Cancellara was sorry that Pozzato would not be able to ride due to illness but was glad it meant one less rival to follow during the race. According to Gazzetta, Cancellara told Pozzato he was the only rider he was scared of as the...

  • Flecha suited to Flanders

    Juan Antonio Flecha (Sky) was happy with his win.
    Article published:
    April 03, 2010, 16:09 BST
    By:
    Daniel Benson

    Team Sky's Spaniard aiming for the win on Sunday

    Juan Antonia Flecha will be Sky's undisputed leader in tomorrow's Tour of Flanders after Edvald Boasson Hagen pulled out through injury earlier in the week.

    The Spaniard heads into the race with good form after finishing third in last week's E3 Prijs, behind Fabian Cancellara (Saxo Bank) and Tom Boonen (Quick Step). Tomorrow he'll compete against both riders again, as well as their teammates Stijn Devolder (Quick Step) and Matti Breschel (Saxo Bank).

    Despite both Quick Step and Saxo Bank having strong teams, Flecha believes that each team offer different threats. According to Flecha, Quick Step have two cards to play, but Saxo Bank has a solo leader in Fabian Cancellara. Matti Breschel has had a strong spring but the Spaniard believes that the Danish team are bluffing when they claim to have two leaders.

    "They have to. I'm sure Fabian wants to win at all costs. I'm not saying he's not a team player - of course he is - but I know Fabian too and I know when he wants something and that's the way it's going to be tomorrow," said Flecha.

    "It's a nice combination to have with both of them though. They've been racing together many years so they know each other a lot. I can't say but I think Fabian will try tomorrow. They're in the same team and Breschel is one of my favourites but if he wins it's because it's a tactical thing and he goes in a move and no one is looking for him. It's not like in Wevelgem where Fabian let him go and win. That's not going to happen, for sure."

    Tom Boonen and Stijn Devolder have both won the race twice but Flecha thinks that the Belgian team have a different make-up to Saxo Bank.

    "It's different. You don't see Boonen and Devolder working together during the season and you only see Devolder on fire for one or two weekends in a season. With Breschel and Fabian it's different. You see them doing more."

    Devolder has been written off by many in the last few weeks, showing little. However...

  • Rossi still facing investigation for possible CERA use

    Vania Rossi and partner Riccardo Riccò
    Article published:
    April 03, 2010, 16:51 BST
    By:
    Daniel Simms

    Suspicions remain despite negative B sample

    Vania Rossi's B urine sample was declared negative for CERA on Friday, but the Italian Olympic Committee has confirmed they will still investigate the case and will use other evidence and expert advice to try and ascertain if Rossi may have taken the blood-boosting drug.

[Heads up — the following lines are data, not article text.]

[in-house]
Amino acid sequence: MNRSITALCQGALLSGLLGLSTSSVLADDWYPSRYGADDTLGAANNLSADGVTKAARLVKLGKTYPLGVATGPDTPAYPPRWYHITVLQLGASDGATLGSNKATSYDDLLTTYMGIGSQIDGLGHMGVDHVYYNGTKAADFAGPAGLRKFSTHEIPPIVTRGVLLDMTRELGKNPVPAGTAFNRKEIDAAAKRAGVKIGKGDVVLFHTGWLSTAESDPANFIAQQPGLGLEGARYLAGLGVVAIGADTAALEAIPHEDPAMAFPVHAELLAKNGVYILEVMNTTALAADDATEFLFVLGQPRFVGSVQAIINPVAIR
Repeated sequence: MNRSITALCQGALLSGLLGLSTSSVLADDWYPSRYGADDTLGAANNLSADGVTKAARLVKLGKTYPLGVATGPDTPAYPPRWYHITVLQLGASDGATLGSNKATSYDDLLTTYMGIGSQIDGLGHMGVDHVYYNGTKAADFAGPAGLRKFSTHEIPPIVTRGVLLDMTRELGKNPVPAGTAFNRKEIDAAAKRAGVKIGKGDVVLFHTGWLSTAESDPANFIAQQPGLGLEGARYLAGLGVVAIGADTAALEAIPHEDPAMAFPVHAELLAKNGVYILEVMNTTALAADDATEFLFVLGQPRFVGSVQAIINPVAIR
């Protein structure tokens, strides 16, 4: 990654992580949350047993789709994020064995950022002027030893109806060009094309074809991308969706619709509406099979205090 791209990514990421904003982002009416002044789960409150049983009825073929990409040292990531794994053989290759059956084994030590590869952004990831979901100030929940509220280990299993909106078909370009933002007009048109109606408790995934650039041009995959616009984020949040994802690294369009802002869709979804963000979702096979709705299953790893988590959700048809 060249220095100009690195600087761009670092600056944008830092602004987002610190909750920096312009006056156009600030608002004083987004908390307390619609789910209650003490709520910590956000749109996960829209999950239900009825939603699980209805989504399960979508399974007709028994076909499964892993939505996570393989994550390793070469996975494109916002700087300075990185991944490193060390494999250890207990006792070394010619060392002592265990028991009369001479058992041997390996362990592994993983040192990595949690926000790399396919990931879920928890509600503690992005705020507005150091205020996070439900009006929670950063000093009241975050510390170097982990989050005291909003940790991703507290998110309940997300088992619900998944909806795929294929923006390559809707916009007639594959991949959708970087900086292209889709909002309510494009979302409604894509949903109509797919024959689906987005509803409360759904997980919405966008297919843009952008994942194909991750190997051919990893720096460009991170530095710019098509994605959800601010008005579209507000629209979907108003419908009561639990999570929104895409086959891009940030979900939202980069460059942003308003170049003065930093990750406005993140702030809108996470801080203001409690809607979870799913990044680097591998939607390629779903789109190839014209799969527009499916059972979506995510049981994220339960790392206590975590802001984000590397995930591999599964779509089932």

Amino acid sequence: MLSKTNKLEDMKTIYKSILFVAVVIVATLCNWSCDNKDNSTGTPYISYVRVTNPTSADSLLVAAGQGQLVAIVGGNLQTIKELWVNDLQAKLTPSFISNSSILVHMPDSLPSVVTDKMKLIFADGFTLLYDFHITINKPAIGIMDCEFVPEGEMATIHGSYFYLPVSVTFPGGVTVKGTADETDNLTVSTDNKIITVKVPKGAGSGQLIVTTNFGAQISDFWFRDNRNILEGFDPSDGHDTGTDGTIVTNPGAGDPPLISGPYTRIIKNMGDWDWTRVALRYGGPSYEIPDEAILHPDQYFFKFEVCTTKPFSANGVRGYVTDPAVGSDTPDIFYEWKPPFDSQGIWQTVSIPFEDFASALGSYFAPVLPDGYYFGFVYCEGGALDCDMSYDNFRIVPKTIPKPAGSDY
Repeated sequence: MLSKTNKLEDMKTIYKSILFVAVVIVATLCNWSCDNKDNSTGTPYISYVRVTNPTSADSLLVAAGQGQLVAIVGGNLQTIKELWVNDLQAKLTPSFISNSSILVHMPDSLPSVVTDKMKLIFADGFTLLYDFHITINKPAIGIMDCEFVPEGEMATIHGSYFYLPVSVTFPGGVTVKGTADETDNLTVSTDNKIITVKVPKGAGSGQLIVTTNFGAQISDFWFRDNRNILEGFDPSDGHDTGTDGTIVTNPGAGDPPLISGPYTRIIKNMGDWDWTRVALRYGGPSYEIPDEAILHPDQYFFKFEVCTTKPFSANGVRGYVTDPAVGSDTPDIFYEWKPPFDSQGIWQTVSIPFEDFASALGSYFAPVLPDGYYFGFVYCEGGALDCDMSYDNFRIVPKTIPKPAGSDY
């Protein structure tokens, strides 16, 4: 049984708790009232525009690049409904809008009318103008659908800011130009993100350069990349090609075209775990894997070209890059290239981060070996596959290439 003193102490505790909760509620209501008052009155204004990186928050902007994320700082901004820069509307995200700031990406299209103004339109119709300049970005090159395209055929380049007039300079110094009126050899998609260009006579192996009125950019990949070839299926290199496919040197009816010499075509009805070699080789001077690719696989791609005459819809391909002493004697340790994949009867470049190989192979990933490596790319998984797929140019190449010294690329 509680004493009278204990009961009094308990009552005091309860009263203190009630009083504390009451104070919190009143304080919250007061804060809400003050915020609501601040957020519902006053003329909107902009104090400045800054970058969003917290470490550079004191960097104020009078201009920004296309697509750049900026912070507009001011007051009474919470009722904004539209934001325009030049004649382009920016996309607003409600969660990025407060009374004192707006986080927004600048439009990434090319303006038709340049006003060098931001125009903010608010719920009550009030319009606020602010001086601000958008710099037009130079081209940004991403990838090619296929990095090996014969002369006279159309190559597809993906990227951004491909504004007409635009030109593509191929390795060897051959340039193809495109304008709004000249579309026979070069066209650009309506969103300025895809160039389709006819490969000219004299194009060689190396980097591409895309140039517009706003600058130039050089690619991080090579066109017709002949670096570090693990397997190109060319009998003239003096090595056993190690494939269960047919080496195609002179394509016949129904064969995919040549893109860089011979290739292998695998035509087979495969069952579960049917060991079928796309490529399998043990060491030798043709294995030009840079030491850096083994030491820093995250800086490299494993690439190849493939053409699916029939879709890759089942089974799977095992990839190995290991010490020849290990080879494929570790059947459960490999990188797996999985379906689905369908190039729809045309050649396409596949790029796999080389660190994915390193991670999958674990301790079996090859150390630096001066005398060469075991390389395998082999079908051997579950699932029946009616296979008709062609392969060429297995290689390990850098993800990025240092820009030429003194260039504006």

The Rome ant-doping laboratory confirmed the negative result to the Commitato Olimpico Nazionale Italiano on Friday, revealing there was a clear difference in the test results. The Rome lab is reported to be the first in the world to detect CERA in urine instead of blood and the difference in the two results could be due to natural degrading of CERA in urine.

    Rossi's A sample was analysed on January 10, while the B sample was only analysed two and a half months later.

    "There was a significant amount of CERA in the first test, so much so that there we no doubts at all; in the second test, evidently because of the degrading of the urine over time, the amount (of CERA) wasn't within the limits established by WADA," the head of the Rome lab Francesco Botrè told Gazzetta dello Sport on Saturday.

    Some of Rossi's supporters believed the negative test will end any suspicions about her, but the Italian anti-doping investigator Ettore Torre moved quickly to say he will continue to investigate why the A sample tested positive for CERA.

    "We're going to examine the case in the next few days, with the support of our own experts, so that we can make a complete evaluation of the case and take any eventual action," he told Italian media.

    It may be difficult for Torre to accuse Rossi of failing a dope test because there is no confirmation of a B sample. However the presence of CERA in the A sample could be enough to allow the investigators to accuse Rossi of attempted doping, which can still be punished with a two-year ban. She may also still be investigated for doping offenses under Italian law and risks disciplinary action from the Italian army,...

  • Reimer answers Cervélo's call for Flanders

    German champion Martin Reimer (Cervelo)
    Article published:
    April 03, 2010, 17:00 BST
    By:
    Richard Tyler

    German champion to make Ronde debut on Sunday

    Martin Reimer will replace the injured Heinrich Haussler in the Cervélo TestTeam line-up at the Tour of Flanders on Sunday. The German rider has recovered from a crash at last week's Gent-Wevelgem and has been drafted in to support the team's now sole captain, Thor Hushovd.

    Reimer, 22, was told he would race as part of Cervélo's Flanders team on Tuesday, after the withdrawal of both Heinrich Haussler and Andreas Klier from the remainder of the Classics season. He said he hopes he can play an active role come Sunday, but in what will be his first appearance at the Belgian race, expectations have not been set unreasonably high.